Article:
We then curated a team of experts from across the business – people who were highly skilled in things like equipment management and automation control.

We understand the importance of putting people at the center of our digital strategy, and by including them at the ideation stage, they played a vital role in shaping the process.

Then, we carried out a feasibility study. These were ideas and smart water management concepts that our team had identified, but we still had to find a way to implement them. So, we recruited a number of partners with a wide variety of capabilities to help us design and deploy the right solutions to realize our vision. It took more than a year, but we finally finished it in 2022.

We’ve a lot done, but there’s more to do. For us, innovation doesn’t stop – it’s a journey of continuous exploration and turning small ripples into big waves.

Shuping Lu: BDG’s experience really shows the value in taking an incremental approach to digital transformation. What other benefits has digital transformation provided – particularly from a sustainability and carbon neutrality perspective?

Yongtao Ge: Sustainability plays a significant role in driving digital transformation. We’ve shaped our digital program to support Beijing’s carbon neutrality targets of achieving “peak carbon” emissions by 2030 and becoming “carbon neutral” by 2060.

Our Wujiacun sewage plant is a great example of the role digital can play in becoming more sustainable. For example, before we implemented our digital program, the plant had a daily processing capacity of 80,000 tons. Now, thanks to advanced solutions, we’ve increased our capacity by 20%. The plant can now process up to 100,00 tons per day.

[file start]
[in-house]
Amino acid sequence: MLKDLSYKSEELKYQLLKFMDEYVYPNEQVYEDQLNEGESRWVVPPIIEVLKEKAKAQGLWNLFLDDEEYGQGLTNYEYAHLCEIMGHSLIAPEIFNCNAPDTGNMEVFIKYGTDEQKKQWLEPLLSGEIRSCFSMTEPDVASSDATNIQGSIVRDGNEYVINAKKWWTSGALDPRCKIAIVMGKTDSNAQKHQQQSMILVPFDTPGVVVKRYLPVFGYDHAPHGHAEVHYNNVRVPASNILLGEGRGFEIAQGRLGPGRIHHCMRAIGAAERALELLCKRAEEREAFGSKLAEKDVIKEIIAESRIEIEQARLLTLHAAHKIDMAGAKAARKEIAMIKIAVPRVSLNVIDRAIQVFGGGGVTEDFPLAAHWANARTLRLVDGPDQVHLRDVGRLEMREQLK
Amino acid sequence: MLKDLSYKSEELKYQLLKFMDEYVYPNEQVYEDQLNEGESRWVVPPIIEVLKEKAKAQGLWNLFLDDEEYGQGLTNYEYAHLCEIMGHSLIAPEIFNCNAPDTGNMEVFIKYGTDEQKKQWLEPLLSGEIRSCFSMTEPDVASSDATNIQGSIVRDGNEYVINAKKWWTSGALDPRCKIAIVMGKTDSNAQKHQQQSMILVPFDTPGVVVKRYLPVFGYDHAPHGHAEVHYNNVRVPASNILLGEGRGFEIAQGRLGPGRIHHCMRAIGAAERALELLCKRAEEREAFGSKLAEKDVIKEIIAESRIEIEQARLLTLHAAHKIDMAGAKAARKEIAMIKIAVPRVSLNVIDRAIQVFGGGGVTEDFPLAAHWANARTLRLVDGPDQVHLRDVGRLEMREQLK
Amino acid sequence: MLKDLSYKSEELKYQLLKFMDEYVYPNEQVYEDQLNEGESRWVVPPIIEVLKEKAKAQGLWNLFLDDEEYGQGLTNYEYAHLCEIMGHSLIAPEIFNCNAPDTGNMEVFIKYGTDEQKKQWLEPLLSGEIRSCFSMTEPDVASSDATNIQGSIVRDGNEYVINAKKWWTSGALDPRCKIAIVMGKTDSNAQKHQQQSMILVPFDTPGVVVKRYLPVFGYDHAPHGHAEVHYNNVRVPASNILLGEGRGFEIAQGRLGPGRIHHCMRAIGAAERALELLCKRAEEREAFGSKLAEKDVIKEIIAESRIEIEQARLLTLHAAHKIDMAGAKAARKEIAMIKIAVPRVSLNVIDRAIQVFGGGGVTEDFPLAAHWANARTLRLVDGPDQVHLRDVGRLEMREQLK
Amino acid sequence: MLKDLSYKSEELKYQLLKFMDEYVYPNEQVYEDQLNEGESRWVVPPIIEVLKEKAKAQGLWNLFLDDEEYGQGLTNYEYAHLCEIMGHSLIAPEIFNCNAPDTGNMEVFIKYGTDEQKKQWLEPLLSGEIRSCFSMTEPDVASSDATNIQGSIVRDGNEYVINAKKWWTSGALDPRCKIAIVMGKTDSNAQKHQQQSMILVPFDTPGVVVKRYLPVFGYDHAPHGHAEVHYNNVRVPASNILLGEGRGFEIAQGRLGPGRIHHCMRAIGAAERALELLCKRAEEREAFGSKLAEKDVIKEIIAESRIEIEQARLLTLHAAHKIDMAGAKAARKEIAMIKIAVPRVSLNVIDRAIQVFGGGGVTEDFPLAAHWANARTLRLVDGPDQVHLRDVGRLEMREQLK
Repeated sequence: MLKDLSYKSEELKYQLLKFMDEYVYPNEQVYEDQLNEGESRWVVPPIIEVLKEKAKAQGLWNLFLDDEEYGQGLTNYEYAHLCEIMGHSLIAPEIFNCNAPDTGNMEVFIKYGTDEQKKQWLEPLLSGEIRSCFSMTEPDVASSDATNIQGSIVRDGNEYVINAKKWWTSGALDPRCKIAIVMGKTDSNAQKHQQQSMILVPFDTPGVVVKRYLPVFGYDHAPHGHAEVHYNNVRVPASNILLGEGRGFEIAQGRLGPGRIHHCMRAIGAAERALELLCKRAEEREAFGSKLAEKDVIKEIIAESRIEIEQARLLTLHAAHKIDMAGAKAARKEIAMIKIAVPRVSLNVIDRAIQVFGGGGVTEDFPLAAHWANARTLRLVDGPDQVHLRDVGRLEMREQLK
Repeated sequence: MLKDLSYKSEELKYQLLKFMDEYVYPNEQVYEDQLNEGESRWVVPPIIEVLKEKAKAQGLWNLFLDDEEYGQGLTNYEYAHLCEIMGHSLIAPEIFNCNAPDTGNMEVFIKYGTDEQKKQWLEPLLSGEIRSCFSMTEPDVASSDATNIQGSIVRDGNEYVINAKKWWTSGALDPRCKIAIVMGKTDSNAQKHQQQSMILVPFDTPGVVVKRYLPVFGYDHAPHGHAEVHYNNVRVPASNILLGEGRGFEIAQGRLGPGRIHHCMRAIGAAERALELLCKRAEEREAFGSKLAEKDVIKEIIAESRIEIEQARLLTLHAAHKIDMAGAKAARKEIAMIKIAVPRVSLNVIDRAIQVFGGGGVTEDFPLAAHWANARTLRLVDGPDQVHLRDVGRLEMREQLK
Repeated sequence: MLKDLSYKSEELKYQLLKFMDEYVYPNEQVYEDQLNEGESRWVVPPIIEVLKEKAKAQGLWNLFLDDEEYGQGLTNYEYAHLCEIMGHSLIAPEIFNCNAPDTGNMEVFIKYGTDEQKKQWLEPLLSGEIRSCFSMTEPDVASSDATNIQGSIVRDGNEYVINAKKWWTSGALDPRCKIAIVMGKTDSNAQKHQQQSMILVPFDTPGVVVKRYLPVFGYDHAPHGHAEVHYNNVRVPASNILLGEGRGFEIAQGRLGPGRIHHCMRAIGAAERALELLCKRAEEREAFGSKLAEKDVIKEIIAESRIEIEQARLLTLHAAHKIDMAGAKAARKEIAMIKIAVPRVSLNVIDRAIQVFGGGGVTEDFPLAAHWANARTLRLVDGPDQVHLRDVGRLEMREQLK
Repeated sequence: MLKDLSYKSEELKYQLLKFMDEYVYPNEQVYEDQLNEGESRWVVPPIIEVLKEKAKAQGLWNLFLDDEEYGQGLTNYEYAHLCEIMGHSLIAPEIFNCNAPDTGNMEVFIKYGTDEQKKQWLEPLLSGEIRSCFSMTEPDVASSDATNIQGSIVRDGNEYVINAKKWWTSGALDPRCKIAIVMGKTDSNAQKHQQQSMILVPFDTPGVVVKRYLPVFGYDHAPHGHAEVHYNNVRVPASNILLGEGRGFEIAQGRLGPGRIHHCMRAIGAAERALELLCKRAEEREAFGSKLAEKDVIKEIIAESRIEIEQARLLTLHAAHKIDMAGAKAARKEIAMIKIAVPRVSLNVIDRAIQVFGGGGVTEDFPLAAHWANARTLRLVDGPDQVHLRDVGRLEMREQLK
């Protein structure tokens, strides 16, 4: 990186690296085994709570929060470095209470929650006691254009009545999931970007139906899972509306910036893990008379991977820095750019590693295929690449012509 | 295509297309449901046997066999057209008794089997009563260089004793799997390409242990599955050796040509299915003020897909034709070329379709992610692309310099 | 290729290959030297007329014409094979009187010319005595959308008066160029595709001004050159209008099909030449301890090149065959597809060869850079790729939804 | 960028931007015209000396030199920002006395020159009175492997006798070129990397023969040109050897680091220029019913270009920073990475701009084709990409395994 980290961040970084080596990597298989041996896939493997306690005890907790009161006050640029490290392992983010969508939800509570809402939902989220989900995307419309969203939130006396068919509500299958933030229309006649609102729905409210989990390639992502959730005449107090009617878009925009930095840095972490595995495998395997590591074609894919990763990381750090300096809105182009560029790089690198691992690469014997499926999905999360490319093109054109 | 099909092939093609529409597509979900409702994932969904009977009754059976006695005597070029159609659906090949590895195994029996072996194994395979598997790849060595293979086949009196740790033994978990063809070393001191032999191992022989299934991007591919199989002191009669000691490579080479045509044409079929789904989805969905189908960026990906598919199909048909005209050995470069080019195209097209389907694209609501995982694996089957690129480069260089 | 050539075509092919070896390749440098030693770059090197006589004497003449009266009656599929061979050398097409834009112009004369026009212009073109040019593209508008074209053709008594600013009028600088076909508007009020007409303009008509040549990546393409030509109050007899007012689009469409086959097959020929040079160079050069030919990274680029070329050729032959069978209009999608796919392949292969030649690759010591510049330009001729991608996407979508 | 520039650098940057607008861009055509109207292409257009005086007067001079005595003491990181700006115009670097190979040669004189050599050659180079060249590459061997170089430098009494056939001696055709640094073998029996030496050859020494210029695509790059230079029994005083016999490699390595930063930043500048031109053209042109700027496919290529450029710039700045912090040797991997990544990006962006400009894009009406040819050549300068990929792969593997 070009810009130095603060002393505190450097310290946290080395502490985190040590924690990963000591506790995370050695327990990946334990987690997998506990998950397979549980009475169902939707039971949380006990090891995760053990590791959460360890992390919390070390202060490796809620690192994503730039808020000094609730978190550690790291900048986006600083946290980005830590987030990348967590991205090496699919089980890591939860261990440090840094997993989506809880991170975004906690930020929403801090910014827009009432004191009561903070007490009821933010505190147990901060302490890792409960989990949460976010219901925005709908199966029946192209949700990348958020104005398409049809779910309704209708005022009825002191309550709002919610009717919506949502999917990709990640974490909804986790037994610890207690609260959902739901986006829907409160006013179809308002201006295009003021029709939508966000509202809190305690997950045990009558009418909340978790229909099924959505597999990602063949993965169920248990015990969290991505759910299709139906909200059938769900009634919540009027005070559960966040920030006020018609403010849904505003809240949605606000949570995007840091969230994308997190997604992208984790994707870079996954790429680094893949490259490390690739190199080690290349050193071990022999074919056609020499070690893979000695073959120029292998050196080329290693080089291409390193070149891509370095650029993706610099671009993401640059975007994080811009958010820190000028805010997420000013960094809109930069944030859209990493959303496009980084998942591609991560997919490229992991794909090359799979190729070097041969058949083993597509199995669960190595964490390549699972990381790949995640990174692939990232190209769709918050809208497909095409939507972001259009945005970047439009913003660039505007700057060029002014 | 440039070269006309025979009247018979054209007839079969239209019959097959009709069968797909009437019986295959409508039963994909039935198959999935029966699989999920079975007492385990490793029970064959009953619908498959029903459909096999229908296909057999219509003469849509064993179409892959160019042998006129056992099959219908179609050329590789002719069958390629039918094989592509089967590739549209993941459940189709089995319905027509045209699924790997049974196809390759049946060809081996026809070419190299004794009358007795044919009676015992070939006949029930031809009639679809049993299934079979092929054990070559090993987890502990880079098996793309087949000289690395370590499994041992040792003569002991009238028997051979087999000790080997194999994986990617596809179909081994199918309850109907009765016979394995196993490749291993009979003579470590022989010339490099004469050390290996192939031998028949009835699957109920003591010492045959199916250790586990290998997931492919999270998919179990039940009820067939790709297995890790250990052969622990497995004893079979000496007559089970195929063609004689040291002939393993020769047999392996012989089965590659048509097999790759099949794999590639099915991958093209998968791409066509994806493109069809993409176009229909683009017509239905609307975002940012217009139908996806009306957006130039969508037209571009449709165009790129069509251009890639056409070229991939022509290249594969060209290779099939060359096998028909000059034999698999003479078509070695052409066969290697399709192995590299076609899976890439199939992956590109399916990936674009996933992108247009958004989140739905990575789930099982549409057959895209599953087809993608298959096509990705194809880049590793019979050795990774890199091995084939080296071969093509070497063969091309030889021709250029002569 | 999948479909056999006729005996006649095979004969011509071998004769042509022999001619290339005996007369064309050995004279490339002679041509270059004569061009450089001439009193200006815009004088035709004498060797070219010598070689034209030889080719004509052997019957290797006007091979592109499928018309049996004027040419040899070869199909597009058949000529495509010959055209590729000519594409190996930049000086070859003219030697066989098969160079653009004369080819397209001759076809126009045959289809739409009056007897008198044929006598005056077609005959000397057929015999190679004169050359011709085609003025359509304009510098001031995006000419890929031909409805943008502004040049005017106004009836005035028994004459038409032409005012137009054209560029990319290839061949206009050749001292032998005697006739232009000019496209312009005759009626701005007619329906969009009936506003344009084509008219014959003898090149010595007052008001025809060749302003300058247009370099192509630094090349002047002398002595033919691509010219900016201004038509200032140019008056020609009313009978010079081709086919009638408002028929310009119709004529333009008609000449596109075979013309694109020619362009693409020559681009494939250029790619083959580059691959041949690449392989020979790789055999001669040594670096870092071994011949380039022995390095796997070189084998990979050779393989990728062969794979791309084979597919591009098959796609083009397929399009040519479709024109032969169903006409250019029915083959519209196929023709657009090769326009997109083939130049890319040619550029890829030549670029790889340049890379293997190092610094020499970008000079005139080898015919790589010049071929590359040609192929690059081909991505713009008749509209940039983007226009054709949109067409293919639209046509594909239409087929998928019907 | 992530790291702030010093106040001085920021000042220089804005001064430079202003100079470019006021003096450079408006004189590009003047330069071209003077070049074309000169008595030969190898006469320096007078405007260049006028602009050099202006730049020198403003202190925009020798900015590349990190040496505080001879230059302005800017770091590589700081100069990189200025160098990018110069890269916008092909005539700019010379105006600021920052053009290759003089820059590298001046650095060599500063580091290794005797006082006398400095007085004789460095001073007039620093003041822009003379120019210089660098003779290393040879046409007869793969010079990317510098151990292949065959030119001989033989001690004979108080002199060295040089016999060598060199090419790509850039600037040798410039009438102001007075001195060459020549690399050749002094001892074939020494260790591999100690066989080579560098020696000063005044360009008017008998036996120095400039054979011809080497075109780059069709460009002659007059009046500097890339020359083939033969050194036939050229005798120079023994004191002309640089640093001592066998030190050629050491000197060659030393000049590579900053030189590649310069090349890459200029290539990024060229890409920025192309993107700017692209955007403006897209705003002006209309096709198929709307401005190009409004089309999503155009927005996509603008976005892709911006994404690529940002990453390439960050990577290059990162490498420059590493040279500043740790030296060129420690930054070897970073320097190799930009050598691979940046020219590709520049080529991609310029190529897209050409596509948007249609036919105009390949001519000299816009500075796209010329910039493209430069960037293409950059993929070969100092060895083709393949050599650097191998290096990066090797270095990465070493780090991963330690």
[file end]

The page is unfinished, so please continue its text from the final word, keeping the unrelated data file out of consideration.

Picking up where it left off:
This level of optimization is crucial to the sustainable operation of our treatment plant. We know we have the capacity to handle more pollutants and waste materials than ever before, which minimizes risks to the environment.

By combining digital technology with energy efficient equipment, we’ve also reduced energy consumption by 10%-15%.

As a result, our Wujiacun facility has become a benchmark for low-carbon treatment plants, and we plan on adopting similar approaches at our Fatou and Jiuxianqiao plants in the coming years.

Shuping Lu: What’s next for BDG in terms of advancing carbon neutrality goals through digital?

Yongtao Ge: BDG was the first utility in China to commit to ambitious carbon neutrality goals. Our roadmap consists of three parts – reducing carbon emissions by 20% by 2025, reducing carbon intensity and carbon emissions by 40% by 2035, and achieving total carbon neutrality by 2050. We’re on track to reach our 2025 goal this year – one whole year ahead of schedule.

We’re also building China's first ever carbon neutral standard water reclamation plant. When it’s completed, it will be the world's largest treatment plant of its type, with a capacity to process up to 200,000 tons per day. For us, every lever we can pull to reduce our carbon emissions – no matter how big or small – paves the way for others to follow suit.